* Hebrew, like most Semitic languages, focuses on consonantal roots, with the written language being an abjad system (consonants and pseudo-vowels) as opposed to a true alphabet (vowels were introduced by the Greeks who appropriated the Phoenician/Canaanite script).

While mass communications are shaping the development of global languages, it does not spell any ultimate homogenization or grand singularity of language. English holds the place now, but it would be arrogant and premature to suggest that English will somehow always hold this premiere spot. Hindi, Spanish, Chinese, or some other language may very well become the new mass imperial language of global communication. Yet even then, there will always be tremendous local variation. Just as populations lead to differences of genetic mutations and traits within the same species, so too do populations lead to differences in linguistic traits and variants within the same language.
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Old 03-13-2014, 04:38 PM
Eagan Eagan is offline

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You are not describing a historically new phenomenon. It's not exclusive to English. The only difference is that the hegemony of the English language has risen during the rise of mass communication and globalization. Yet when we look through history, we see the rise and fall of languages in tandem with the rise and fall of empires, mass migrations, and colonization.

My own focus of studies is biblical studies, so most of my historically contextualization is in West Asia. Looking back, we can see the connection of empire and language.

If you wanted to be successful back in the day you had to know Sumerian, but then Sumerian gradually died in the face of a rising Assyrian Empire, so you had to know Akkadian, though Old Egyptian was also useful depending upon your sphere of influence. Yet knowing Akkadian was supplanted by Imperial Aramaic when Cyrus the Great conquered the Babylonian Empire, and the Persians imposed their non-native Aramaic language as the imperial language. While Judean literature would continue to be written in Hebrew, we also see a simultaneous rise of Aramaic literature coming from Yehud (e.g. large portions of the Book of Daniel and Ezra). The biblical scriptures even mention how the Hebrew scriptures had to be translated to Aramaic-speaking Judeans. Of course, then that whole Alexandrian conquest happened, which resulted in a BOOM of Judean literature written in Greek, including the Septuagint and, arguably, the New Testament. By this point, Hebrew was practically dead as a spoken language. Coptic was still around in Egypt, but it was in gradual decline. The final nail in the coffin was the rise of Islam, which resulted in the hegemonic spread of Arabic across North Africa and West Asia. It was so bad for the poor Hebrew language that the Masoretic scribes basically had to invent a vowel pointing system to the written language* just so that Jews would know how to properly pronounce (in their interpretation) the Hebrew scriptures.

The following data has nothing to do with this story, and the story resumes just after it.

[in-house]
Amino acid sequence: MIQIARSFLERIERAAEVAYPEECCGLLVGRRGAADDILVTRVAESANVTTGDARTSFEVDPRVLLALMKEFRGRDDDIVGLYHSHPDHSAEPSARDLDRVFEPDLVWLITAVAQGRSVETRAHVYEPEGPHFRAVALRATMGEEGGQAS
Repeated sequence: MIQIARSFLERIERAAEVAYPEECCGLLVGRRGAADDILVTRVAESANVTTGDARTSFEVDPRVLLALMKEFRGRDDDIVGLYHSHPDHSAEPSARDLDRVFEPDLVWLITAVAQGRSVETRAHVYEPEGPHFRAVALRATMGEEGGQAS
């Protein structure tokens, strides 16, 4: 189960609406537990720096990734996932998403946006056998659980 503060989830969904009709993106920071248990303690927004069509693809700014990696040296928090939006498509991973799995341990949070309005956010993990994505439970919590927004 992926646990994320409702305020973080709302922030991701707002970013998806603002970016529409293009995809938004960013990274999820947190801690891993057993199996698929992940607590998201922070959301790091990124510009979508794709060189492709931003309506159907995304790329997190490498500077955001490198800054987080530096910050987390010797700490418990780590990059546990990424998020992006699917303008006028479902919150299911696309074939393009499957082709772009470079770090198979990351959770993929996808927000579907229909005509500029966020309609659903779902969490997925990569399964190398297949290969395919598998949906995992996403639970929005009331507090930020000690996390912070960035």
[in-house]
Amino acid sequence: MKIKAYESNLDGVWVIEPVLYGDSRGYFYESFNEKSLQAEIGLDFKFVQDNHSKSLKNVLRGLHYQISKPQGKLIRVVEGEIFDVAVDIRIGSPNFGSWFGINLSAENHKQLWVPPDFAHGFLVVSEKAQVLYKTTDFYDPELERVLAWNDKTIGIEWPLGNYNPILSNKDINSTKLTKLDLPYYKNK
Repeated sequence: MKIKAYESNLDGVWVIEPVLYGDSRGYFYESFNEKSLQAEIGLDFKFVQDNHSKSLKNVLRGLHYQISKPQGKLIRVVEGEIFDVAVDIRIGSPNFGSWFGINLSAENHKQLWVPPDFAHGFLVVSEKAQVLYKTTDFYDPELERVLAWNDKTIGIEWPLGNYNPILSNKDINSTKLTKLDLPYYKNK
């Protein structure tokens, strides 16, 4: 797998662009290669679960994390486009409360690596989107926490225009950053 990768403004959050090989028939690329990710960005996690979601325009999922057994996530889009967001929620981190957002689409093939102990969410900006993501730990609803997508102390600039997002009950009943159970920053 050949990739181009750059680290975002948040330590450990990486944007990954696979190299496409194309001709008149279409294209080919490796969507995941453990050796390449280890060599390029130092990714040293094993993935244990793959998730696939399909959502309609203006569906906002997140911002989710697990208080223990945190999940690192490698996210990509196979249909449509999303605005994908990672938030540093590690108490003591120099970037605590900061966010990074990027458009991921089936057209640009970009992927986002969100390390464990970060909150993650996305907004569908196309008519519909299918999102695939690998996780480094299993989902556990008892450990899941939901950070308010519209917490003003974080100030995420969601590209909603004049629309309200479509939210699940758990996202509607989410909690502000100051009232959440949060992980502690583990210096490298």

* Hebrew, like most Semitic languages, focuses on consonantal roots, with the written language being an abjad system (consonants and pseudo-vowels) as opposed to a true alphabet (vowels were introduced by the Greeks who appropriated the Phoenician/Canaanite script).

While mass communications are shaping the development of global languages, it does not spell any ultimate homogenization or grand singularity of language. English holds the place now, but it would be arrogant and premature to suggest that English will somehow always hold this premiere spot. Hindi, Spanish, Chinese, or some other language may very well become the new mass imperial language of global communication. Yet even then, there will always be tremendous local variation. Just as populations lead to differences of genetic mutations and traits within the same species, so too do populations lead to differences in linguistic traits and variants within the same language.
Firstly, I do not doubt that there have always been prestige dialects/languages. I know that. The difference is, many more people now need to know prestige language (Whatever that may be. I'm not just referring to English.) to succeed. The majority of us are no longer peasants with little need for such language. Competing in a globalised job market, people that in centuries past would've been able to get by speaking their own language, in their own communities/cultures, now have no chance of doing so.

If they want employment, because of the decline of the value of subsistence farming and traditional trades, they must seek jobs elsewhere. For many, this means industrial jobs in cities, resulting in the destruction of rural cultures. Such a process has been ongoing since the 19th century in the developed world. More importantly, though, with the decline of traditional industrial jobs, and the rise of white collar work, language skills have become critical. Inevitably, this leads to an even broader mass extinction of accents, languages and dialects since the mid 20th century. This has also been supplemented by media globalisation, which has artificially centralised which accents/dialects/languages people are exposed to, influencing how they themselves speak.

Overall, this spells tragedy for language diversity, and linguists are keenly aware of it.

As a random point, though, I'd just say that Mandarin would never become a lingua franca unless it replaced Chinese characters with something easier to learn (from a second language perspective). This would be a tragedy in of itself, as Chinese characters, in their traditional forms, are some of the most beautiful things I've ever seen, and laden with meaning.